Wednesday, 27 November 2013

Mindful Tea - Part 1 - A Traditional Chinese Experience

During the Summer of 2006, my partner and myself travelled to 23 locations around China. Many of the locations were mountains and temples steeped in historical Taoist and Buddhist significance.

One of the most memorable experiences took place on the Kōngtóng Mountains (崆峒山), one of the sacred mountains of Taoism, in Gansu Province.

Part of a painting Xuan Yuan Inquires of the Dao on Kōngtóng Mountains.
We were initially concerned at the lack of any other tourists there, and the rusting, squeaking old cable car that was necessary to take us up and into the park. Later this was to become a positive dimension, since we had the mountains mostly to ourselves, and we could soak up and enjoy their beauty uninterrupted.

A view from KongTongShan, Summer 2006.
Temple buildings in a forest on KongTongShan, Summer 2006.
Small temples were placed within forests and along cliff edges, often with well-tended flower and vegetable gardens. The feeling of retreat from village or city life was very tangible.

A cliff with a cave on KongTongShan, Summer 2006.

A temple garden on KongTongShan, Summer 2006.
Some temples were Taoist, while others were Buddhist, like this Chán (Chinese Zen) temple with the character for 'heart/mind' carved into the wall in front of it:

A Chán temple on KongTongShan, Summer 2006.
We arrived at a complex of small shrines and temples - a mixture of Buddhist and Taoist, where an old Taoist priest, a very old Buddhist nun, and a middle-aged Buddhist monk were sitting together at a table.

Steps up to a complex of small Buddhist and Taoist shrines on KongTongShan, Summer 2006.
The Buddhist monk was writing out what appeared to be a sutra using traditional Chinese calligraphy, while the old nun was mending something, and the Taoist priest was pottering around his shrine. For the first time, after having already been past many good luck pay & pray shrines during my travels, I decided to do the deed at this one, so I knelt down, prayed, gave my money, and afterwards felt that I wanted to spend some more time there. There was a strong feeling of natural peace and harmony.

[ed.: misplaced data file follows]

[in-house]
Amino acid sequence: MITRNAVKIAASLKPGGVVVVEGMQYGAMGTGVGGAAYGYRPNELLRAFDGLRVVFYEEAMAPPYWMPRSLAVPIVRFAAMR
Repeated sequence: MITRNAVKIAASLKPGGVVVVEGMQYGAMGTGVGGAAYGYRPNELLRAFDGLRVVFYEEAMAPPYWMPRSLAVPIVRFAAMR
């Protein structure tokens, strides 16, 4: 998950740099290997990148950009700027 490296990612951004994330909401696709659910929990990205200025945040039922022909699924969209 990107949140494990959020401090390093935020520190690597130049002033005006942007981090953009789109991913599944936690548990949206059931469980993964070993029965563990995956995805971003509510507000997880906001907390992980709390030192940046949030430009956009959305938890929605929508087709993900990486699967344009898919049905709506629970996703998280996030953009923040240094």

The author praying at a Taoist shrine on KongTongShan, Summer 2006.
The old Taoist priest had a very comfortable, friendly character and we struck up an awkward (on our part) interaction with him, since our spoken Chinese was minimal.

An old Taoist priest on KongTongShan, Summer 2006.
He motioned for us to sit at the small table in the sunshine with his friends and then he disappeared, only to return with some pears and apples he had taken from his shrine. We felt a little uncomfortable eating offerings intended for his deities, and yet his general happy-go-lucky attitude made us feel the situation was appropriate. He then got an old plastic pharmaceuticals container, opened the lid, and poured out some green tea into two empty jam jars, and leaving a third of the tea in the white plastic container for himself, proceeded to add hot water to make cups of tea.

We sat there for more than two hours enjoying the fruits, tea, weather, fresh air, insects buzzing past, the peaceful view and surroundings, and the warm-hearted company. It remains one of my fondest memories of my time in China. Little did we know that on that day we shared in an ancient practice that apparently predates the use of tea in Northern China, the use of tea in village or city life in Southern China, and the use of tea as a beverage anywhere else in the world outside of China.

In the next parts of this Mindful Tea series, the history and cultural context of mindful tea use in China and throughout the world will be looked at.

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